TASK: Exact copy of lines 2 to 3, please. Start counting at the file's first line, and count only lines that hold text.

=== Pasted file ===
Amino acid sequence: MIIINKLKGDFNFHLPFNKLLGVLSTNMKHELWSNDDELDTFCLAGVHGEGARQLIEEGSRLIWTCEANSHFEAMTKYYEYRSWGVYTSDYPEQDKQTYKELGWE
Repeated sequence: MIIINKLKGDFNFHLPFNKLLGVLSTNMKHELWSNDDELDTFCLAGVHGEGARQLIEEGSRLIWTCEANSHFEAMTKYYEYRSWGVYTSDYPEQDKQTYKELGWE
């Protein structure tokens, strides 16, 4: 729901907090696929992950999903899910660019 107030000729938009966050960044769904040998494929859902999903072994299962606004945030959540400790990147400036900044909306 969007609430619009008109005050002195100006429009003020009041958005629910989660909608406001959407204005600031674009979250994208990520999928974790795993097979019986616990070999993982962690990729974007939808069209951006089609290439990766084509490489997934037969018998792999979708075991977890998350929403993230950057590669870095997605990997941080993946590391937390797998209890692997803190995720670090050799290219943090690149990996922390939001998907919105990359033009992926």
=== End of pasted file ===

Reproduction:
Repeated sequence: MIIINKLKGDFNFHLPFNKLLGVLSTNMKHELWSNDDELDTFCLAGVHGEGARQLIEEGSRLIWTCEANSHFEAMTKYYEYRSWGVYTSDYPEQDKQTYKELGWE
């Protein structure tokens, strides 16, 4: 729901907090696929992950999903899910660019 107030000729938009966050960044769904040998494929859902999903072994299962606004945030959540400790990147400036900044909306 969007609430619009008109005050002195100006429009003020009041958005629910989660909608406001959407204005600031674009979250994208990520999928974790795993097979019986616990070999993982962690990729974007939808069209951006089609290439990766084509490489997934037969018998792999979708075991977890998350929403993230950057590669870095997605990997941080993946590391937390797998209890692997803190995720670090050799290219943090690149990996922390939001998907919105990359033009992926």